The News in Brief
Lance Carden and Caryn Coatney, The Christian Science Monitor
President Clinton is scheduled today to become the first sitting president to give sworn testimony to a criminal grand jury probing his actions. The president spent much of the weekend deciding what to say during an appearance due to begin at 1 p.m EDT in the Map Room of the White House. Aides said it was likely Clinton would make a TV appearance after his secret testimony in an effort to blunt any political damage from possible leaks.
Some 34,000 telephone workers walked off their jobs at U S West after two days of talks with a federal mediator failed to resolve differences over a performance-pay plan. The company said there would be some delays in repairs, installation, and directory-assistance calls, but little effect on automated phone service. It was the first strike at U S West since it was created in the 1984 breakup of AT&T.
The rapid growth of legalized gambling in the US and Canada has drawn more and more teenagers into games of chance - with many finding it more addictive than smoking, alcohol, or drugs, researchers said. A set of studies presented at a meeting in San Francisco of the American Psychological Association indicates 5 to 8 percent of young Americans and Canadians report a "serious" gambling problem. The serious-problem percentage among teenagers is reportedly almost twice that of US and Canadian adults, researchers said.
Israel's destruction of an Iraqi nuclear reactor in 1981 spurred Saddam Hussein to accelerate plans to build a nuclear bomb, an Iraqi defector told The New York Times. Khidhir Abdul Abas Hamza, a former Iraqi nuclear scientist, said that after Israel's bombing of a reactor in Osirak, Iraq, Saddam moved the program and increased its staff from 400 to 7,000. Hamza said he was amazed Iraqi nuclear- weapons sites were not bombed during the 1991 Persian Gulf War.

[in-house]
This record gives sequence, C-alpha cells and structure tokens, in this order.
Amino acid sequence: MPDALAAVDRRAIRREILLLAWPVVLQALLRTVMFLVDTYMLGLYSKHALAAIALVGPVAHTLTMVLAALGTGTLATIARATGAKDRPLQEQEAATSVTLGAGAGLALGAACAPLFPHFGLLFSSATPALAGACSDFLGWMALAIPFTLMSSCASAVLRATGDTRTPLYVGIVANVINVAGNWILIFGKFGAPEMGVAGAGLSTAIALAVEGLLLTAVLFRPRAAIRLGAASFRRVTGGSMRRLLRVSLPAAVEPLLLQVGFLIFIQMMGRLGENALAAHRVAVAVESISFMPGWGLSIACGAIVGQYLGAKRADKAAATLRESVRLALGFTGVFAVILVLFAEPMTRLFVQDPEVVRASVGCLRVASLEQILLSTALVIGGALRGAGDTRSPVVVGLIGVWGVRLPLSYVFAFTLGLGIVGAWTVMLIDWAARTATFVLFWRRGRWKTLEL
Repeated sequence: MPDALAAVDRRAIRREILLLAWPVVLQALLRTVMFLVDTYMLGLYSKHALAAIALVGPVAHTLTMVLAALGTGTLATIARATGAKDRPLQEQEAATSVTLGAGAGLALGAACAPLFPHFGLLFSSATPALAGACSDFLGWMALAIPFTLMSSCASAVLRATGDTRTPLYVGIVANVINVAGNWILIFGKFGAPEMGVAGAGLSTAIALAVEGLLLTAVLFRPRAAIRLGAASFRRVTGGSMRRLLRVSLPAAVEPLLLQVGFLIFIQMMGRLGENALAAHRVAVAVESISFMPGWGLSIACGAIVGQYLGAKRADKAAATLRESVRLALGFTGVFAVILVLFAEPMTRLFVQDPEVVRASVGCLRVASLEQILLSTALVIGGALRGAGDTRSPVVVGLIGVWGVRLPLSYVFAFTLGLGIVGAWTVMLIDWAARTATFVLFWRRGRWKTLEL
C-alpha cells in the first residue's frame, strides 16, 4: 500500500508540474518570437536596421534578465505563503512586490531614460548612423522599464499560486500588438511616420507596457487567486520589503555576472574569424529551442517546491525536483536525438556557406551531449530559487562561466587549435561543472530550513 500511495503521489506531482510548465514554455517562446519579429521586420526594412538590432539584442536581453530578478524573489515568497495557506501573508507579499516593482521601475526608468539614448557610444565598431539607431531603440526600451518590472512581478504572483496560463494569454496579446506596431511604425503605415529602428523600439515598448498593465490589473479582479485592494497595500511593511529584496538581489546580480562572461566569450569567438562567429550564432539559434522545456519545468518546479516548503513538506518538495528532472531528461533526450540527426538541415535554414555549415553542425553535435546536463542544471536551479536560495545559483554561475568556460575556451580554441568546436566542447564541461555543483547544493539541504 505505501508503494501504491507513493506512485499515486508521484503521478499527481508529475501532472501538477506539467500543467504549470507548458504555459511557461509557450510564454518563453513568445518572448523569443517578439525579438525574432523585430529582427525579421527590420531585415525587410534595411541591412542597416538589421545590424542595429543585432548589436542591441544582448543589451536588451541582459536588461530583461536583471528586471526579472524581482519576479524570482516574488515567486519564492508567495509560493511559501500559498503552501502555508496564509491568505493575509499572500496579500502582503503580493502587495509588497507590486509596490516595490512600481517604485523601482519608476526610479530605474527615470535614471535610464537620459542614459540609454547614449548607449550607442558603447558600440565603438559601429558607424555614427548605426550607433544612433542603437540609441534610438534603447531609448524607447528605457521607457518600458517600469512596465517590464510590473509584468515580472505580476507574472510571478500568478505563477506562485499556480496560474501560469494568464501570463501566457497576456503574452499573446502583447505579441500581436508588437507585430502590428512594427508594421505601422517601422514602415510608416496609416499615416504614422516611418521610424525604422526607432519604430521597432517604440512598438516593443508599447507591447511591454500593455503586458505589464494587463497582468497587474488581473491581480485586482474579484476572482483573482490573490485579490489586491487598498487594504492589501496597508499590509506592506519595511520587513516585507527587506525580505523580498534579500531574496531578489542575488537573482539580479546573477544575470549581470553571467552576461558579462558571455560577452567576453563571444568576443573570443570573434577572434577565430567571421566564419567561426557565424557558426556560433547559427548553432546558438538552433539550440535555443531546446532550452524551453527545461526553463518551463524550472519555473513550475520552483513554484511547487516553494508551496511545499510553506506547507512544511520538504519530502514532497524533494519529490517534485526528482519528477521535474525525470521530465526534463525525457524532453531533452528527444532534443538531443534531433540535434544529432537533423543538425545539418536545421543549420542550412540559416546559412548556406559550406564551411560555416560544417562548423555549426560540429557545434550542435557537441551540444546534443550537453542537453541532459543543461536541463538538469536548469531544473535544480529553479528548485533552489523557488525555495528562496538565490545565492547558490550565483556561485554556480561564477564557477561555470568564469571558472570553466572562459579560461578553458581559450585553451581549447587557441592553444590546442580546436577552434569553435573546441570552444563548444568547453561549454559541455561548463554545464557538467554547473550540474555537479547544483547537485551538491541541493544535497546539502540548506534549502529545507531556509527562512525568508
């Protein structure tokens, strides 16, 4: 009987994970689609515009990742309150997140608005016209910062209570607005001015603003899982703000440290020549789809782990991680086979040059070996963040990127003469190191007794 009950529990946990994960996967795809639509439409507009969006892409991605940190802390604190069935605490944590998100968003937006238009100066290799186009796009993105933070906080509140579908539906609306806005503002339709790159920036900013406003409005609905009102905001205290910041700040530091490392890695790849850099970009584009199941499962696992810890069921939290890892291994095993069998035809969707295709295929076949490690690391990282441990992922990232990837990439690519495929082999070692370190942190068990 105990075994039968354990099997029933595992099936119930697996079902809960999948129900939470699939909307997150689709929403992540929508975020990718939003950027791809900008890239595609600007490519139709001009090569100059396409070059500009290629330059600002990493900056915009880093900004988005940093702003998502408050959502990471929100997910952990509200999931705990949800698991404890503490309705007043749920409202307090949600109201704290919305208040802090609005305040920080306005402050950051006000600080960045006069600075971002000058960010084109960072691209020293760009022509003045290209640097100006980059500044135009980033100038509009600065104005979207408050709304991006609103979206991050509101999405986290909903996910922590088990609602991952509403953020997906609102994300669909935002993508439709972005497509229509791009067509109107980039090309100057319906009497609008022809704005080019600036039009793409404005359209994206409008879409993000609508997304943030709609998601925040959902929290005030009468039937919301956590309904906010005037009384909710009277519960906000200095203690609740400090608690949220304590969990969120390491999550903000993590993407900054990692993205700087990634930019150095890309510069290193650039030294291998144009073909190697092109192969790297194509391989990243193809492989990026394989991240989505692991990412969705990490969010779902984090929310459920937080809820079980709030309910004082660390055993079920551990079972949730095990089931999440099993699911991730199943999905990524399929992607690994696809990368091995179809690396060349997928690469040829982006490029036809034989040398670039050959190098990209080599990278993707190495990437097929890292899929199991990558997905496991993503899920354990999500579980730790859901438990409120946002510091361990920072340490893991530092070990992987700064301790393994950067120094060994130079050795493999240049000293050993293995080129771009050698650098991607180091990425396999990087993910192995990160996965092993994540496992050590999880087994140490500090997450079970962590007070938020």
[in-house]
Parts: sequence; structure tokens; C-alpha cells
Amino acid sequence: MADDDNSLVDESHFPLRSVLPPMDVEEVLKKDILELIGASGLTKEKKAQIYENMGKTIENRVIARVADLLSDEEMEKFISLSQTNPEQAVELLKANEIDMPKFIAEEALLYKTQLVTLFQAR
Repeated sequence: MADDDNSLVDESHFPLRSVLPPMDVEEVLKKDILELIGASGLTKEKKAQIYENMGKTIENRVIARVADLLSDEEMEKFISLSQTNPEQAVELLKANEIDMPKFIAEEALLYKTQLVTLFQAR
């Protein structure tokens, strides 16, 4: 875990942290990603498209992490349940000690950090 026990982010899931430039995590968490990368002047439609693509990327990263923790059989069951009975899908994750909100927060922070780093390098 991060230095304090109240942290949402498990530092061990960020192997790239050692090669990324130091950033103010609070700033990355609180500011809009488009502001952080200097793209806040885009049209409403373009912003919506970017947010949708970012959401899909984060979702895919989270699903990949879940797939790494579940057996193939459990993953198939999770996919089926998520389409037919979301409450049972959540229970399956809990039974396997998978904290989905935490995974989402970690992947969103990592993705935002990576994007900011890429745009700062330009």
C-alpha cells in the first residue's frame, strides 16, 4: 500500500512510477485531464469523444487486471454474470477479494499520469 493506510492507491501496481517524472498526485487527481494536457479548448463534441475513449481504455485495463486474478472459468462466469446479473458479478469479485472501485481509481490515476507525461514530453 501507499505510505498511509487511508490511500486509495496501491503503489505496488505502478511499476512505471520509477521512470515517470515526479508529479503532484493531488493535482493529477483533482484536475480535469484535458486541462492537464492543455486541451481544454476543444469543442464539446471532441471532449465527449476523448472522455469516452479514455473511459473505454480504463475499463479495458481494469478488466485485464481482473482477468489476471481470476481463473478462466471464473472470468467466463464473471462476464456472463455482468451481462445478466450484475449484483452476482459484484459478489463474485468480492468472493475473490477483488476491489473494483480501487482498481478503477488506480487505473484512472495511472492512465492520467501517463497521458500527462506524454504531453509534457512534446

The Justice Department said it would appeal a court ruling that the Food and Drug Administration has no jurisdiction to regulate tobacco products. A three-judge panel of the Fourth US Circuit Court of Appeals in Richmond, Va. - with one judge dissenting - said the US agency had overstepped its authority in issuing regulations in August 1996 that restricted the sale of tobacco products to minors and limited advertising and marketing by tobacco companies.
The latest airline bid to raise leisure fares may have a better chance of succeeding than previous attempts this year because some of the increases exclude cities where Northwest is the primary airline, analysts said. Four percent advance-fare increases by Delta, US Airways, and Continental late last week followed a similar hike by American Airlines. Northwest, which faces a possible pilots' strike at the end of the month, has already forced its rivals to rescind five fare hikes this year by refusing to match their increases. The latest price increases do not affect travel to Detroit, Memphis, and Minneapolis-St. Paul, which are Northwest hubs.
Steve Fossett was expected to leave Australia behind in his bid to be the first to balloon nonstop around the world. Saturday, the Chicago financier broke his own balloon distance record of 10,480 miles. Ironically, Fossett's earlier record for sailing across the Pacific appeared in jeopardy Sunday. French adventurer Bruno Peyron and crew were poised to sail a catamaran into San Francisco Bay at the end of a trip that began in Yokohama, Japan, Aug. 2. They were running about two days ahead of Fossett's record of 16 days, 17 hours, and 21 minutes, set in 1995.
Correction: An item in this space Friday, Aug. 14, put the estimated cost of a rerun of the Teamsters Union presidential election at $8.6 billion. The correct figure is $8.6 million.
British politicians promised Northern Ireland's fragile peace process would not be shattered after the biggest bomb attack in the province in 30 years killed 28 people and injured 220 others. …